First Kings chapter 17 is what happened during the drought. Chapter 18 talks about the breaking of the drought. Let me just jump ahead and make an observation from the end of chapter 18. The end of the drought takes place in that famous encounter when the fire came down from heaven and consumed the sacrifice. There was a showdown between the prophets of Baal and the prophet of God. And in that confrontation, the net result was the overthrow of evil and repentance on the part of the people. And that’s good any time.
Chapter 17 breaks almost evenly in three portions: verses 1 to 7, verses 8 to 16, and verses 17 to the end. During the drought, when the Lord had directed Elijah to pray that it would not rain and Elijah did so, He told him first what to do. He said, “I’m going to provide for you. I want you to go to the Brook Kerith and I’m going to provide ravens to bring you bread and meat, and I’ll sustain you there.” Forgive me, but if I’d have been Elijah, I’d have wondered about that because ravens are crows. If I were Elijah, I might have said, “Crows are going to bring me bread and meat? Fat chance! They are the most selfish birds I’ve ever seen. They get it in their beak and it’s gone.”
But the Lord said He would provide, and despite how it looked, He did. That demonstrates His remarkable, supernatural provision. Not just that God knew where Elijah was and provided for him, but also that He directed him to the brook where the water would continue for a season. The brook did later dry up, and God told him where to go next. But the provision for Elijah never dried up.
In times we are experiencing right now, dear ones, there is a promise for you. There’s a drought in our culture that is impacting many precious people. Everywhere you turn, people’s retirement funds have been ransacked, people’s jobs are on the line, or possibly they’ve lost their jobs. There are prognostications in the economic community that say this difficult time is not over yet, and we don’t know where it’s going. But we do know what we can do—we can pray. We can establish our hearts in the thing we know—that is, Who our Provider is! And we can walk with Him in obedience, praying all the while for a nation and its climate, even during the period of drought. We can pray that whatever is going on, there will come an awareness and reassessment in people’s lives of what really counts. God in His great mercy says, “I’ll provide for you during this time.” And He says something else. The next passage in 1 Kings 17, beginning in verse 9, tells us that God says through us, no matter our apparent “poverty,” will come provision to others.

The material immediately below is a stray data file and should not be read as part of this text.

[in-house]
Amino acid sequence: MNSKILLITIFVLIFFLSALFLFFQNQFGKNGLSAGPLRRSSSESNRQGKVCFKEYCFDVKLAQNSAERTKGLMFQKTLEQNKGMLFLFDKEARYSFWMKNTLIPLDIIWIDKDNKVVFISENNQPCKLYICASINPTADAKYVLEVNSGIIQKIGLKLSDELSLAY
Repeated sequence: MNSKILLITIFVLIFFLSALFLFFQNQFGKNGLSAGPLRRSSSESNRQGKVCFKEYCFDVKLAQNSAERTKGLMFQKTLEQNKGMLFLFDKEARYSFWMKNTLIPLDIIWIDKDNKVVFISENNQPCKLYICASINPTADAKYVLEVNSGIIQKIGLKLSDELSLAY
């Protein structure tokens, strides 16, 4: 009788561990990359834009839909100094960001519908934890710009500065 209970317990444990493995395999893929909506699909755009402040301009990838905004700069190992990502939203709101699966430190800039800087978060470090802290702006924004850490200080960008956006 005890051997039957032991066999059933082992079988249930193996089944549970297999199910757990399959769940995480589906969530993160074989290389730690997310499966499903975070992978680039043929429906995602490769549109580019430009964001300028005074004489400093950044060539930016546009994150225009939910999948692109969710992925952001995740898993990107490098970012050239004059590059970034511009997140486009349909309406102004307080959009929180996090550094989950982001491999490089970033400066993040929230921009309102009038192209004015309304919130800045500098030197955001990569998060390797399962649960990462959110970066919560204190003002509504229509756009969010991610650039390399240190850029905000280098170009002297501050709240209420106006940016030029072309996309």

In 1 Kings 17:9-24, Elijah is directed by the Lord to go to a family that he apparently knew. The husband had died, and when Elijah arrives, he asks the widow, “Will you fix me something to eat?” She replies, “As a matter of fact, I just went out and gathered these sticks, and there is only this much oil in the jar and this much meal. It’s all we have. I’m going to make a cake for my son and me, and” [listen to the despair] “then we will die.” By the word of the Lord, having watched God provide for him, Elijah speaks now words of God’s grace that will come upon her. Listen to what he says. “The oil in the jar will not fail, and the meal in the bin will not fail until the rain comes again.” And it happened exactly that way.
You and I are called not only to believe God will provide for us but to encourage other people to believe regarding His care for them, and to minister that to them. Be a part of the answer to their fears.
Finally, that chapter says that while Elijah was there, the widow’s son became seriously ill and died. When she told Elijah, he took the child into the chamber that had been provided for him, laid the child on the bed, covered him with his body, and prayed three times, “Lord, bring life to this child.” It is one of three occasions in the Old Testament scriptures that record a resurrection that is forecasting the ultimate resurrection in the life of the Lord Jesus Christ. The child was restored to his mother.
I believe where the people of God take their place in the middle of a drought and walk with Him, God will flow resurrection power, and His life will transmit through them. It requires us to take hold of our responsibility and begin to cover those things in prayer, rather than to abide in despair. Hold a position of faith in the presence, power, and promise of God.
Church, this is do or die!
The Scripture says, “The effectual, fervent prayer….” [and that’s the central phrase of this whole text in James 5]. Literally, the word, energeo, the Greek word that occurs there, is the word for spiritual energy. It’s always related to spiritual things in the Bible—even evil spiritual things. It is the energized prayer that is fervently entered into—the fervent prayer. That means there is passion on our side. We don’t persuade God, but our love and our pursuit with an anointing of the Holy Spirit on us is what opens the door that begins to introduce something of divine grace into circumstances that are dead, dying, or rainless.
Things will die if we don’t take the position, but if we do, there is a birth that’s guaranteed. I’m impressed by the fact that in 1 Kings 18, the Scripture says that Elijah went up to the top of Mount Carmel and bowed down to the ground and put his face between his knees. Elijah took a posture of passion, and he prayed seven times.
The clouds of promise came and rain exploded out of what had been a clear sky.
As he sought God, Elijah’s face was between his knees, which brings me to a text in Isaiah 66 that says that when Zion [the people of God] enter into the labor of prayer like a woman in labor, then she gives birth, and there comes an entry of divine grace and life.
Dear ones, the effective, fervent prayer of righteous people counts much. And it can change the climate of a nation.
Copyright © 2009, 2011 by Jack W. Hayford, Jack Hayford Ministries